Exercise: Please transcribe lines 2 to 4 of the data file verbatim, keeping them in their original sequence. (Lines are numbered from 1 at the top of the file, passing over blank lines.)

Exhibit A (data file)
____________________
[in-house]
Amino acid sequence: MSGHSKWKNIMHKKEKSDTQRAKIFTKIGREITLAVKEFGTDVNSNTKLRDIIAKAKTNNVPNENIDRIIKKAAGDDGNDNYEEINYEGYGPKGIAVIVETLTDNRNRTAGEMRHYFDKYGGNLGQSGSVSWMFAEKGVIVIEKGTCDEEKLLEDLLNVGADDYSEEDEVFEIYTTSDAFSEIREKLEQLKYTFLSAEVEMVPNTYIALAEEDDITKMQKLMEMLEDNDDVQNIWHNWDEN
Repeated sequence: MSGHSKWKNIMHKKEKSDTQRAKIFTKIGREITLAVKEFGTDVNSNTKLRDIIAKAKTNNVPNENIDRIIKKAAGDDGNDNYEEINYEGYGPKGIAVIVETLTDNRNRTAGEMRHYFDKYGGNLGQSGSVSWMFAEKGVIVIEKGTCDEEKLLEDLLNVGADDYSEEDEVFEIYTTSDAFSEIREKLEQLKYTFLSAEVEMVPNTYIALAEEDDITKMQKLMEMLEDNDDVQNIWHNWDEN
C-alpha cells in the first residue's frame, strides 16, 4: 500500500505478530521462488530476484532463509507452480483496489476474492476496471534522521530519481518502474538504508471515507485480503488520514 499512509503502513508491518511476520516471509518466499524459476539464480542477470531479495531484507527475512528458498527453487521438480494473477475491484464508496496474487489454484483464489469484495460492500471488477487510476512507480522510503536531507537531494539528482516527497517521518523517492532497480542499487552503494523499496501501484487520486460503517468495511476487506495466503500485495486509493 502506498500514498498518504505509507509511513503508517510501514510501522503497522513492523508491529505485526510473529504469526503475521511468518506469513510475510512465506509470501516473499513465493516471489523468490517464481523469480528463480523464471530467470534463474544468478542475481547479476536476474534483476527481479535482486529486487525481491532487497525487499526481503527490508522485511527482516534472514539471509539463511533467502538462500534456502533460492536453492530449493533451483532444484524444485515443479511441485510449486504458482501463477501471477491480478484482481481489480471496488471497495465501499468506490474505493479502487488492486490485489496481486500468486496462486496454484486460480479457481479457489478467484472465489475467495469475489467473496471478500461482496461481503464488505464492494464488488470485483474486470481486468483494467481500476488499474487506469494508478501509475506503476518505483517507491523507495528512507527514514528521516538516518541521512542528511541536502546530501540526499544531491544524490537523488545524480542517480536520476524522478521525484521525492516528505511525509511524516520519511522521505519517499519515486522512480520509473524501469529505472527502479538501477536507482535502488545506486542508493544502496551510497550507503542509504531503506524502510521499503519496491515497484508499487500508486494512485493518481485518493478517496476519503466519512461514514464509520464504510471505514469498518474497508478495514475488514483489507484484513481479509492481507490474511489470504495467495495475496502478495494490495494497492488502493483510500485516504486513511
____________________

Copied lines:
Amino acid sequence: MSGHSKWKNIMHKKEKSDTQRAKIFTKIGREITLAVKEFGTDVNSNTKLRDIIAKAKTNNVPNENIDRIIKKAAGDDGNDNYEEINYEGYGPKGIAVIVETLTDNRNRTAGEMRHYFDKYGGNLGQSGSVSWMFAEKGVIVIEKGTCDEEKLLEDLLNVGADDYSEEDEVFEIYTTSDAFSEIREKLEQLKYTFLSAEVEMVPNTYIALAEEDDITKMQKLMEMLEDNDDVQNIWHNWDEN
Repeated sequence: MSGHSKWKNIMHKKEKSDTQRAKIFTKIGREITLAVKEFGTDVNSNTKLRDIIAKAKTNNVPNENIDRIIKKAAGDDGNDNYEEINYEGYGPKGIAVIVETLTDNRNRTAGEMRHYFDKYGGNLGQSGSVSWMFAEKGVIVIEKGTCDEEKLLEDLLNVGADDYSEEDEVFEIYTTSDAFSEIREKLEQLKYTFLSAEVEMVPNTYIALAEEDDITKMQKLMEMLEDNDDVQNIWHNWDEN
C-alpha cells in the first residue's frame, strides 16, 4: 500500500505478530521462488530476484532463509507452480483496489476474492476496471534522521530519481518502474538504508471515507485480503488520514 499512509503502513508491518511476520516471509518466499524459476539464480542477470531479495531484507527475512528458498527453487521438480494473477475491484464508496496474487489454484483464489469484495460492500471488477487510476512507480522510503536531507537531494539528482516527497517521518523517492532497480542499487552503494523499496501501484487520486460503517468495511476487506495466503500485495486509493 502506498500514498498518504505509507509511513503508517510501514510501522503497522513492523508491529505485526510473529504469526503475521511468518506469513510475510512465506509470501516473499513465493516471489523468490517464481523469480528463480523464471530467470534463474544468478542475481547479476536476474534483476527481479535482486529486487525481491532487497525487499526481503527490508522485511527482516534472514539471509539463511533467502538462500534456502533460492536453492530449493533451483532444484524444485515443479511441485510449486504458482501463477501471477491480478484482481481489480471496488471497495465501499468506490474505493479502487488492486490485489496481486500468486496462486496454484486460480479457481479457489478467484472465489475467495469475489467473496471478500461482496461481503464488505464492494464488488470485483474486470481486468483494467481500476488499474487506469494508478501509475506503476518505483517507491523507495528512507527514514528521516538516518541521512542528511541536502546530501540526499544531491544524490537523488545524480542517480536520476524522478521525484521525492516528505511525509511524516520519511522521505519517499519515486522512480520509473524501469529505472527502479538501477536507482535502488545506486542508493544502496551510497550507503542509504531503506524502510521499503519496491515497484508499487500508486494512485493518481485518493478517496476519503466519512461514514464509520464504510471505514469498518474497508478495514475488514483489507484484513481479509492481507490474511489470504495467495495475496502478495494490495494497492488502493483510500485516504486513511